Security Council condemns violence in Burundi, urges parties to pursue dialogue

12 April 2001

Concerned over ongoing violence in Burundi, members of the Security Council today urged the parties to halt all attacks and pursue a process of dialogue aimed at ending the fighting.

In a press statement by the body's current president, Ambassador Jeremy Greenstock of the United Kingdom, Council members called on the signatories to the Arusha peace agreement to "refrain from any action that might compromise the progress already made, and might contribute to a further deterioration of the situation on the ground, which remains quite worrying."

The statement also urged the armed rebel groups that were not yet signatories to the Arusha Agreement to cease violence "and to pursue dialogue aimed at a cessation of the hostilities."

In what Ambassador Greenstock described as "an important ancillary point to our appeal," Council members encouraged regional leaders and the signatories themselves to "back up this message to the armed rebel groups to put down their weapons and enter the process of dialogue."

In addition, members of the Council condemned the recent acts of violence that have occurred on the ground in Burundi, including attacks on humanitarian workers and convoys. The parties were urged to observe international humanitarian law, to allow humanitarian workers access to those in need of assistance, and to refrain "from the kind of nasty attacks that we have witnessed in recent days," the President said.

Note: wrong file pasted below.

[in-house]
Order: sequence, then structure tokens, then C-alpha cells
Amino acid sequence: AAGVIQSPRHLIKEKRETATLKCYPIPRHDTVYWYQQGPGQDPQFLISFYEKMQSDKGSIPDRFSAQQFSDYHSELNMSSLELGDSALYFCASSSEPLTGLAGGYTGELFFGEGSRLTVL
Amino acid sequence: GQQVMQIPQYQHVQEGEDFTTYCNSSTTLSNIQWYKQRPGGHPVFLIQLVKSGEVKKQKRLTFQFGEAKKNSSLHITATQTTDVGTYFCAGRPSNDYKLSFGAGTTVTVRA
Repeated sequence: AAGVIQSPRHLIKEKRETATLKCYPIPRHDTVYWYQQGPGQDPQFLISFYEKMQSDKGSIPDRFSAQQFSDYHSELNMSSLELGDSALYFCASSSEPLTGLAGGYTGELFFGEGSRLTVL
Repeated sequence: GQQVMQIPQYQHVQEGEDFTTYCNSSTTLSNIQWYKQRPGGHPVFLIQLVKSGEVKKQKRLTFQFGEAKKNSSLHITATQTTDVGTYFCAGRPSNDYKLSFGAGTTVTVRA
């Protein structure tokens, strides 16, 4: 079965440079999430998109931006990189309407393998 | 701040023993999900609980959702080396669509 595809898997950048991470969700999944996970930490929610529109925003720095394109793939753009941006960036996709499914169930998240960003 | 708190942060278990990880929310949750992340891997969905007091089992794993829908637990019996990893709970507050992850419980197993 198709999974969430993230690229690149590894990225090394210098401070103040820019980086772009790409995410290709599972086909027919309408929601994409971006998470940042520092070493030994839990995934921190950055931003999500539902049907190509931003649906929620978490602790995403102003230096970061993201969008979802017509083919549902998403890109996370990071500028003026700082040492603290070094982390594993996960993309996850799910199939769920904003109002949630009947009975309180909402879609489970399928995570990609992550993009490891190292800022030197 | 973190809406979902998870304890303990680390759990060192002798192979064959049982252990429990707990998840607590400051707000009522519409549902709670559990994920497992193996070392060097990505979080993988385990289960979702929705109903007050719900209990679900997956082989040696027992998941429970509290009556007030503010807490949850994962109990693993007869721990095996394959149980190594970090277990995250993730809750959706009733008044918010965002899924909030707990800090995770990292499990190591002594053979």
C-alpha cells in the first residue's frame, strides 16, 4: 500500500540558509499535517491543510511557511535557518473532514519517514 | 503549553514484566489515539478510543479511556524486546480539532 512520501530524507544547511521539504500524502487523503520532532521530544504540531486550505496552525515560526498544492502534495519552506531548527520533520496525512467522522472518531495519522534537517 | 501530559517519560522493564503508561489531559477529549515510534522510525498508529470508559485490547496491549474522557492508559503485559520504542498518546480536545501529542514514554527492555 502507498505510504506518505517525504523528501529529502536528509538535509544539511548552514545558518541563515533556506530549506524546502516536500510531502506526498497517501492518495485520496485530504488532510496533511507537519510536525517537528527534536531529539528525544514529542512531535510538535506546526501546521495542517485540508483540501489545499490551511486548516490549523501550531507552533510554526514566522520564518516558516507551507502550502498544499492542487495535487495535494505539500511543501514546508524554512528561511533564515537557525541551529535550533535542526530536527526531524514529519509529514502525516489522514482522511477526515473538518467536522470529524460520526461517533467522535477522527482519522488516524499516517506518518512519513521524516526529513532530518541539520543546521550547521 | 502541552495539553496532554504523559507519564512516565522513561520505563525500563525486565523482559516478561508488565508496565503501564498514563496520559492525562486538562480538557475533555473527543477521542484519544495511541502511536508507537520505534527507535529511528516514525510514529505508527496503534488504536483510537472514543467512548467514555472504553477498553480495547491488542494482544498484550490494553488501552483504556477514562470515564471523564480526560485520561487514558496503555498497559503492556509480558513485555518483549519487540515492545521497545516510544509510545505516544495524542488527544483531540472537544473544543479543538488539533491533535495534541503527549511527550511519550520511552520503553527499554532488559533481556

On 2 April, a group of heavily armed rebels attacked a convoy of the World Food Programme (WFP) in south-eastern Burundi, injuring four relief workers.

Ambassador Greenstock also expressed strong support for the Facilitator of the Burundi peace process, former South African President Nelson Mandela, and for the efforts of regional leaders, particularly the Governments of South Africa and the Democratic Republic of the Congo, to support Mr. Mandela's activities.

The Arusha Peace agreement, which was originally signed last August, was described by Secretary-General Kofi Annan as a "comprehensive blueprint for the reform of the Burundian society." It addresses the root causes of the conflict, such as exclusion and genocide, as well as the tragic consequences of the war, including the plight of hundreds of thousands of refugees and internally displaced people.

 

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